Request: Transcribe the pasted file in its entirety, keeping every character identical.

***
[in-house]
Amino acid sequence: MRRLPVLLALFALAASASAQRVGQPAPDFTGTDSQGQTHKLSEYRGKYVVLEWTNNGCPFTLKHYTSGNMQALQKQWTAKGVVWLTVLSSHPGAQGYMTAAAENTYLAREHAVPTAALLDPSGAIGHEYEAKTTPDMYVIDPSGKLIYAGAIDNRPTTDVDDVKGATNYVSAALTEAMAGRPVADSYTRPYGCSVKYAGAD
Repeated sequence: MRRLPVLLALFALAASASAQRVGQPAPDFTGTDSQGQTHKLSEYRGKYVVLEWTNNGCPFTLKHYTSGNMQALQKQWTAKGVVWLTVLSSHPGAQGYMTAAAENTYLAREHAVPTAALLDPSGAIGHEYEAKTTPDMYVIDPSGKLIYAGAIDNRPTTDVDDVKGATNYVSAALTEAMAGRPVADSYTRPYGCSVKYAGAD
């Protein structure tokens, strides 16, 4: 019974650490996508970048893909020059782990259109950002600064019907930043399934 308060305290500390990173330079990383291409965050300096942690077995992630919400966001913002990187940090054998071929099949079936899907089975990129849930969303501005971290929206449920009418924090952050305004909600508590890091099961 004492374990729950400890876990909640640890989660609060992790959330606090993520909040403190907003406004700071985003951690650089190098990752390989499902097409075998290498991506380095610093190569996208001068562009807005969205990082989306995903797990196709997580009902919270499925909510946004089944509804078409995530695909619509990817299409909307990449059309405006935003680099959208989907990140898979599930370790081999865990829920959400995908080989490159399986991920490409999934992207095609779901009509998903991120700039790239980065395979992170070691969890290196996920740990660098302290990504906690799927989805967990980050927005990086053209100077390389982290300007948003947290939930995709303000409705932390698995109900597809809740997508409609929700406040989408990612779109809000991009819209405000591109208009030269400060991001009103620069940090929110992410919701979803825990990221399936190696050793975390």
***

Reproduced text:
[in-house]
Amino acid sequence: MRRLPVLLALFALAASASAQRVGQPAPDFTGTDSQGQTHKLSEYRGKYVVLEWTNNGCPFTLKHYTSGNMQALQKQWTAKGVVWLTVLSSHPGAQGYMTAAAENTYLAREHAVPTAALLDPSGAIGHEYEAKTTPDMYVIDPSGKLIYAGAIDNRPTTDVDDVKGATNYVSAALTEAMAGRPVADSYTRPYGCSVKYAGAD
Repeated sequence: MRRLPVLLALFALAASASAQRVGQPAPDFTGTDSQGQTHKLSEYRGKYVVLEWTNNGCPFTLKHYTSGNMQALQKQWTAKGVVWLTVLSSHPGAQGYMTAAAENTYLAREHAVPTAALLDPSGAIGHEYEAKTTPDMYVIDPSGKLIYAGAIDNRPTTDVDDVKGATNYVSAALTEAMAGRPVADSYTRPYGCSVKYAGAD
């Protein structure tokens, strides 16, 4: 019974650490996508970048893909020059782990259109950002600064019907930043399934 308060305290500390990173330079990383291409965050300096942690077995992630919400966001913002990187940090054998071929099949079936899907089975990129849930969303501005971290929206449920009418924090952050305004909600508590890091099961 004492374990729950400890876990909640640890989660609060992790959330606090993520909040403190907003406004700071985003951690650089190098990752390989499902097409075998290498991506380095610093190569996208001068562009807005969205990082989306995903797990196709997580009902919270499925909510946004089944509804078409995530695909619509990817299409909307990449059309405006935003680099959208989907990140898979599930370790081999865990829920959400995908080989490159399986991920490409999934992207095609779901009509998903991120700039790239980065395979992170070691969890290196996920740990660098302290990504906690799927989805967990980050927005990086053209100077390389982290300007948003947290939930995709303000409705932390698995109900597809809740997508409609929700406040989408990612779109809000991009819209405000591109208009030269400060991001009103620069940090929110992410919701979803825990990221399936190696050793975390």